Food, History and Stories are Powerful...
Why am I starting this issue of “Notes” with 3 wonderful Matzah Balls?
Today is Rosh HaShanah, Jewish New Year! And, Matzah Balls are a fun and revealing story about Elliott.
Exploring people’s favorite foods reveal much about their culture, family and traditions.
History from Wikipedia: Matzah Balls (Yiddish: קניידלעך kneydlekh pl., singular קניידל kneydl) or matzo balls are Ashkenazi Jewish soup dumplings made from a mixture of matzah meal, beaten eggs, water, and a fat, such as oil, margarine, or chicken fat!
From Elliott’s Family: Matzah Ball Soup was featured at Holidays like Rosh HaShanah and family dinner.
It was the first food that I learned how to prepare - with my first Matzah Ball rolled in my small hands at 4 years old. My mother was a great Matzah Ball Trainer (see where my vocational passion came from). She taught me these steps:
Boil several quarts of water and add chicken stock and some vegetables like carrots.
Combine Matzah Meal (from a store bought package) with an egg, some oil (or chicken fat) and rolled into a 1 inch round ball - then placed in the refrigerator for 20 minutes.
Add the Matzah Balls to the Boiling Water and in 20 minutes they expand into a fluffy and quite filling (and tasty) food.
Eat the Matzah Ball Soup slowly, sharing stories of Matzah Balls cooked by grandparents and tales from Eastern Europe and our neighborhood in NY.
Today, I skipped the kitchen prep and headed for Juniors Deli in Manhattan - ordering the lunch special - Matzah Ball Soup and 1/2 a Pastrami Sandwich on Rye:
There is something very special and unique about telling, sharing and hearing stories from colleagues about some of their favorite family foods. They will share tales filled with Empathy. The food is an “appetizer” to hear about their cultures, traditions and wonderful incidents along the way. Here are a few of Elliott’s Matzah Ball tidbits:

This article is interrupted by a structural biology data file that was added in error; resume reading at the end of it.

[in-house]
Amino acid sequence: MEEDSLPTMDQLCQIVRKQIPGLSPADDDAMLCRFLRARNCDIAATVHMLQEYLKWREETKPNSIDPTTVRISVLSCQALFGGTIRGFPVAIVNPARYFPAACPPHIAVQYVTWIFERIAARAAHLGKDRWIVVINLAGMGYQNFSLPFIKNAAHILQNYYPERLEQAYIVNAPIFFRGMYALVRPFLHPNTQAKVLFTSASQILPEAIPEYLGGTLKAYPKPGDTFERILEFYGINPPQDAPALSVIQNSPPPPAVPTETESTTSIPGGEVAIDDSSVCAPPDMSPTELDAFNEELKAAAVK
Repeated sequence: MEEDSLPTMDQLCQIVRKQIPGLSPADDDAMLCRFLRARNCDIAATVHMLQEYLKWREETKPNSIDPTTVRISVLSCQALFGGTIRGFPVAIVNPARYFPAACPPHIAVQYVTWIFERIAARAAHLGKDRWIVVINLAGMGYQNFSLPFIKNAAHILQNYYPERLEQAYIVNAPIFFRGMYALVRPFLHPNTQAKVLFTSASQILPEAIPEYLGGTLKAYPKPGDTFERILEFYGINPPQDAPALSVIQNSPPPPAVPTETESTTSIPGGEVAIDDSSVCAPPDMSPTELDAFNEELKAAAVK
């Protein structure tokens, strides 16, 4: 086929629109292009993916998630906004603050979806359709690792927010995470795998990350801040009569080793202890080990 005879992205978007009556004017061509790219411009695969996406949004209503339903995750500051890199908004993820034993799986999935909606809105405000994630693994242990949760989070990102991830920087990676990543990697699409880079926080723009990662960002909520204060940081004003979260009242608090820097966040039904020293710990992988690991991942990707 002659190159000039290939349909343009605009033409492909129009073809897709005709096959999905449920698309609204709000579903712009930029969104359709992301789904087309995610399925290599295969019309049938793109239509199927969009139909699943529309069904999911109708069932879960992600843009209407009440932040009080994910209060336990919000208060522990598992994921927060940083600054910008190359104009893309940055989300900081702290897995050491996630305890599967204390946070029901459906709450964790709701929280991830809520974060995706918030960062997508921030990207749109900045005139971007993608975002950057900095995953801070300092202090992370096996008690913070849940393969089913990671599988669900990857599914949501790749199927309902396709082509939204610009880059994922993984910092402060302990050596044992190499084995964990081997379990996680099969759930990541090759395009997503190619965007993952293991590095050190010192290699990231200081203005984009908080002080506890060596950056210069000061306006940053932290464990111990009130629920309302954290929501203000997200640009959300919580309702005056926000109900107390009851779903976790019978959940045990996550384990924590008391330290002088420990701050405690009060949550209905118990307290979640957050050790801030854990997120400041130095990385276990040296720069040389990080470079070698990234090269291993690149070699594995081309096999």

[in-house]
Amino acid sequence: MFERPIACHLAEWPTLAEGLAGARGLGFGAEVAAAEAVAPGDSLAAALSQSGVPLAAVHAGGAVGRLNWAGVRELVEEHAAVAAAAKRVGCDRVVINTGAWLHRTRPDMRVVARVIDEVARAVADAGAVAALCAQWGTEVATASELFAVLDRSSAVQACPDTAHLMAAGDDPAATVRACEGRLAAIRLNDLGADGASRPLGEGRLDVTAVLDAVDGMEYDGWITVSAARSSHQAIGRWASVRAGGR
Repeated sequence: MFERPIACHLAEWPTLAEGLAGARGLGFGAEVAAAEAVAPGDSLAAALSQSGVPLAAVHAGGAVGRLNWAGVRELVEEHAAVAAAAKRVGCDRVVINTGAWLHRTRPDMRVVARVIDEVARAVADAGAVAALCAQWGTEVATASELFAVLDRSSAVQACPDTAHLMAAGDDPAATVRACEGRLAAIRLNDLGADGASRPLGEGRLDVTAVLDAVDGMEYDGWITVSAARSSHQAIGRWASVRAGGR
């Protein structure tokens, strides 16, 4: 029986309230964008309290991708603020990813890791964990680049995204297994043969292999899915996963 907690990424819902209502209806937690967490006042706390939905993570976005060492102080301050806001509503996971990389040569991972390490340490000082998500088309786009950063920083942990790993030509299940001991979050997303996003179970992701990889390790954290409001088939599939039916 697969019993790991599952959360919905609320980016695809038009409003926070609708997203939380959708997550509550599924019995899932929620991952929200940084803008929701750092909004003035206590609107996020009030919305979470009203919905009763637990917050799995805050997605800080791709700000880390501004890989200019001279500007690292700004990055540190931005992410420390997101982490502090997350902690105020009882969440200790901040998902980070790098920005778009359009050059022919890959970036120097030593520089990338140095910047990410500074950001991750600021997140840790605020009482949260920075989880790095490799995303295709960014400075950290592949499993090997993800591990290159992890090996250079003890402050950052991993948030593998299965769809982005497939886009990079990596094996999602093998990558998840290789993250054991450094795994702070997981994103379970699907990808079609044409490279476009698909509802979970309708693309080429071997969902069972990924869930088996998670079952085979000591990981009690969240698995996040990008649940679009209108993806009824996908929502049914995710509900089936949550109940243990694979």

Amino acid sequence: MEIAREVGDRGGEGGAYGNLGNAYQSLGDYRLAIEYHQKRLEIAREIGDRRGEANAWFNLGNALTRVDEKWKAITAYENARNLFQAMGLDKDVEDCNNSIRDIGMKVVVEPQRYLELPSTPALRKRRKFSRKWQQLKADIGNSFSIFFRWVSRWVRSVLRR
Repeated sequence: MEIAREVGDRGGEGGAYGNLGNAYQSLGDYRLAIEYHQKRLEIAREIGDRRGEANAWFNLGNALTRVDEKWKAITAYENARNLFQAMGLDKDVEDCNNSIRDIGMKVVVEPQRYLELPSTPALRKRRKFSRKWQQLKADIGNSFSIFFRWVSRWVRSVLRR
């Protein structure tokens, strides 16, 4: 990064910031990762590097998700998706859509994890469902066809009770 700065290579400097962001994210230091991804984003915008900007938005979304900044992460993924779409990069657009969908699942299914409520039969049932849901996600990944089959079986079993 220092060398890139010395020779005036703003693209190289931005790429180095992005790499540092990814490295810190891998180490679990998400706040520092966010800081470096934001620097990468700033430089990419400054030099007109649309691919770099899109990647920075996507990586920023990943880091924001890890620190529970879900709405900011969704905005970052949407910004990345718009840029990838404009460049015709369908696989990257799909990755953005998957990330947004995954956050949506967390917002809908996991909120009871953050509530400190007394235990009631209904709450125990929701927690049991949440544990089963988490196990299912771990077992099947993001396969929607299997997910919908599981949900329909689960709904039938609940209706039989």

Snowed in with Just Matzah Balls: When I lived in the Adirondack Mountains, there was a sudden snowstorm that blocked the road for 2 days. I hadn’t planned on staying - so there was no fresh food. BUT, I was able to make 3 boxes of Matzah Balls - to feed myself and next door neighbor - along with wonderful stories of the past.
Diversity of Taste at the Family Dinner: How much pepper or onions to add to the Matzah Ball Soup? Well, if honoring Diversity is the preference, let people create their own spice and flavor mix in their bowl. Diversity in Soup can open a conversation about how we honor Diversity in our lives and workplaces.
Mastery of Matzah Ball Prep - But, No Scouting Merit Badge: I loved to earn merit badges from the Cub and Boy Scouts. They were the early version of badges. But, there wasn’t any Matzah Ball Badge. So, I created a cardboard Matzah Ball to be pinned on my uniform. Oh, Elliott!
The next time you are designing an interactive activity with in a workshop - live or virtual, consider adding a question about family or favorite foods. You will be amazed at the conversations that will flow.
To my colleagues of all faiths, let me conclude with the greeting from the Jewish New Year: "May You Have a Good, Sweet and Happy New Year”
Yours in learning,
MASIE Learning Foundation